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Teaglorioustea

Hold the Milk and Sugar, Please

I must confess; I love a warm cup of tea. I know it’s not the caffeine kick that I crave because herbal is just as exciting as the caffeinated kind. I think back and realize that my love affair began when I was a child and my mom would steep me a cup of mint tea, fresh picked from her garden. The smell of peppermint in the air was amazing. Now as an adult, although peppermint is still my favorite, I enjoy Earl Grey and green tea as well. All this time, who knew that something I do just for pleasure has so many health-related benefits.

Whether you like black, green, white, or oolong tea, it has been shown in several studies to boost immunity, reduce the risk of cancer, fight diabetes, and fight against the ever expanding waistline. Almost sounds like the perfect beverage, doesn’t it?

In a study recently published by the Journal of Nutrition, it was found that tea contains compounds that fight the absorption of fat. The compounds called theaflavins and thearubigins were able to stop rats from gaining weight when given a high-fat diet. There is one small problem. Many of us enjoy our tea with milk and sugar. Sadly, the protein contained in milk neutralizes the effects of tea’s fat-fighting capabilities. But if that’s all I need to sacrifice in order to reap the weight loss benefits of tea, that’s an easy compromise.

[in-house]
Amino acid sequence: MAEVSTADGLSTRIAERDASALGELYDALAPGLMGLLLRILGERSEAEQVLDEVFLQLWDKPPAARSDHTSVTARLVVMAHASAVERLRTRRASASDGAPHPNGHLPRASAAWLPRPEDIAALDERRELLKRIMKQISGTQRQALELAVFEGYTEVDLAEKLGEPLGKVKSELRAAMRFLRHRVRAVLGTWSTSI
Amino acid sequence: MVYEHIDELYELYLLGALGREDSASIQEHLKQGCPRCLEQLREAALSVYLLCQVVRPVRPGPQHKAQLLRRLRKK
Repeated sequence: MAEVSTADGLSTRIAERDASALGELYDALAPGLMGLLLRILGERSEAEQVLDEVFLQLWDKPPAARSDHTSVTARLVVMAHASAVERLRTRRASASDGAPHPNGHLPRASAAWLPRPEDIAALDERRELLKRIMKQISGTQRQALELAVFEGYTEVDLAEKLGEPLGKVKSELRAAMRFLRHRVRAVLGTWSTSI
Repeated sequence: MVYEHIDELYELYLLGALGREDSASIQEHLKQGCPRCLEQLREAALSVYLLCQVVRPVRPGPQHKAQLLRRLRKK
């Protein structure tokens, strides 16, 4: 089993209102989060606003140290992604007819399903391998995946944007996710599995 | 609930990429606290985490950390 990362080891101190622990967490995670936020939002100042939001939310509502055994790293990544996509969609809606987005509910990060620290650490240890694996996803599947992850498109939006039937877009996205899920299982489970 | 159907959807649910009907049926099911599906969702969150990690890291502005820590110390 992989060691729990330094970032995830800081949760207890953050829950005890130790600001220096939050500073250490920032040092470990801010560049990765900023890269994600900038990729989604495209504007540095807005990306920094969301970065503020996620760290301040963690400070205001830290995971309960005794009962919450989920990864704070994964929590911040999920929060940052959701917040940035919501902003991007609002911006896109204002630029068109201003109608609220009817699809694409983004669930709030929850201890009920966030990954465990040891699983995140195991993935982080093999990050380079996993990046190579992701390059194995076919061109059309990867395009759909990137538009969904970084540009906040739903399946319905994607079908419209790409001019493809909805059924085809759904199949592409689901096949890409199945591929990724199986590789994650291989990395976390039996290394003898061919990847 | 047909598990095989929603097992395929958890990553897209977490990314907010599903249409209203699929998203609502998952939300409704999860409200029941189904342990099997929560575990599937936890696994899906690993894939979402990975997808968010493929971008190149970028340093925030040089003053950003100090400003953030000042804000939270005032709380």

I am certainly not alone in my love for this delicious beverage. Tea is only second to water in its rate of consumption throughout the world, with the Brits alone consuming 165 million cups a day. With a limited warning label that reads: to benefit from its fat-diminishing compounds enjoy without milk and sugar, I say drink up. Here’s to your health and ever-shrinking waistline.

 

Sources:

National Cancer Institute at the National Institutes of Health. (n.d.) Tea and Cancer Prevention: Strengths and limits of the Evidence. Retrieved from http://www.cancer.gov/cancertopics/factsheet/prevention/tea

Science Daily. (13, August, 2009). Black tea may fight diabetes. Retrieved from http://www.sciencedaily.com/releases/2009/07/090728172604.htm

 

By Cheryl S. Grant